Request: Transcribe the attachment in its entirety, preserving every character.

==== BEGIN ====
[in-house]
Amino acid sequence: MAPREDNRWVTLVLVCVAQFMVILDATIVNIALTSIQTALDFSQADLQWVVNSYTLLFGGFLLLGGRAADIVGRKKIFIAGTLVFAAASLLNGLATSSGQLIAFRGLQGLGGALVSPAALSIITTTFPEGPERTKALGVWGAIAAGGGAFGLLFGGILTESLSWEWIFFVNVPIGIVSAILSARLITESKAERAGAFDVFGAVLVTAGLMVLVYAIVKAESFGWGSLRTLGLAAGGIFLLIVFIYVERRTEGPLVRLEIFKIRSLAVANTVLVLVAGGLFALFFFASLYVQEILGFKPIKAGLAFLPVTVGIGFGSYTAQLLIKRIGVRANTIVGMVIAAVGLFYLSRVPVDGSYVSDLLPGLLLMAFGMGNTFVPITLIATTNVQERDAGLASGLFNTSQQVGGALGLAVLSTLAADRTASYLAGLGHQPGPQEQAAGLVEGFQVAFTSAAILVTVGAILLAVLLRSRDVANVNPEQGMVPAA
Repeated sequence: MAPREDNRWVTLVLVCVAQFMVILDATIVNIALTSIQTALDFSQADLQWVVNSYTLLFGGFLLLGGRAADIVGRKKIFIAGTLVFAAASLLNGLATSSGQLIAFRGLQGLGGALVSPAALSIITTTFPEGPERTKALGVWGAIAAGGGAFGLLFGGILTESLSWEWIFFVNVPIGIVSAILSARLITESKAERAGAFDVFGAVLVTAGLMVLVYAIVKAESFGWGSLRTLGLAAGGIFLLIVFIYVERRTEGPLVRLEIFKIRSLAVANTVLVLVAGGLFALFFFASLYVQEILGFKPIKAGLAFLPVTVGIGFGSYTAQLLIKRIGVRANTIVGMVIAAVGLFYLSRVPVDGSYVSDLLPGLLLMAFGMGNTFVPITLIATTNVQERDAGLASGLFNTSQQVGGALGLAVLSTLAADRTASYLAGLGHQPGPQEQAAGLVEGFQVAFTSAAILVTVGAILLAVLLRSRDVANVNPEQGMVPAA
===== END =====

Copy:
[in-house]
Amino acid sequence: MAPREDNRWVTLVLVCVAQFMVILDATIVNIALTSIQTALDFSQADLQWVVNSYTLLFGGFLLLGGRAADIVGRKKIFIAGTLVFAAASLLNGLATSSGQLIAFRGLQGLGGALVSPAALSIITTTFPEGPERTKALGVWGAIAAGGGAFGLLFGGILTESLSWEWIFFVNVPIGIVSAILSARLITESKAERAGAFDVFGAVLVTAGLMVLVYAIVKAESFGWGSLRTLGLAAGGIFLLIVFIYVERRTEGPLVRLEIFKIRSLAVANTVLVLVAGGLFALFFFASLYVQEILGFKPIKAGLAFLPVTVGIGFGSYTAQLLIKRIGVRANTIVGMVIAAVGLFYLSRVPVDGSYVSDLLPGLLLMAFGMGNTFVPITLIATTNVQERDAGLASGLFNTSQQVGGALGLAVLSTLAADRTASYLAGLGHQPGPQEQAAGLVEGFQVAFTSAAILVTVGAILLAVLLRSRDVANVNPEQGMVPAA
Repeated sequence: MAPREDNRWVTLVLVCVAQFMVILDATIVNIALTSIQTALDFSQADLQWVVNSYTLLFGGFLLLGGRAADIVGRKKIFIAGTLVFAAASLLNGLATSSGQLIAFRGLQGLGGALVSPAALSIITTTFPEGPERTKALGVWGAIAAGGGAFGLLFGGILTESLSWEWIFFVNVPIGIVSAILSARLITESKAERAGAFDVFGAVLVTAGLMVLVYAIVKAESFGWGSLRTLGLAAGGIFLLIVFIYVERRTEGPLVRLEIFKIRSLAVANTVLVLVAGGLFALFFFASLYVQEILGFKPIKAGLAFLPVTVGIGFGSYTAQLLIKRIGVRANTIVGMVIAAVGLFYLSRVPVDGSYVSDLLPGLLLMAFGMGNTFVPITLIATTNVQERDAGLASGLFNTSQQVGGALGLAVLSTLAADRTASYLAGLGHQPGPQEQAAGLVEGFQVAFTSAAILVTVGAILLAVLLRSRDVANVNPEQGMVPAA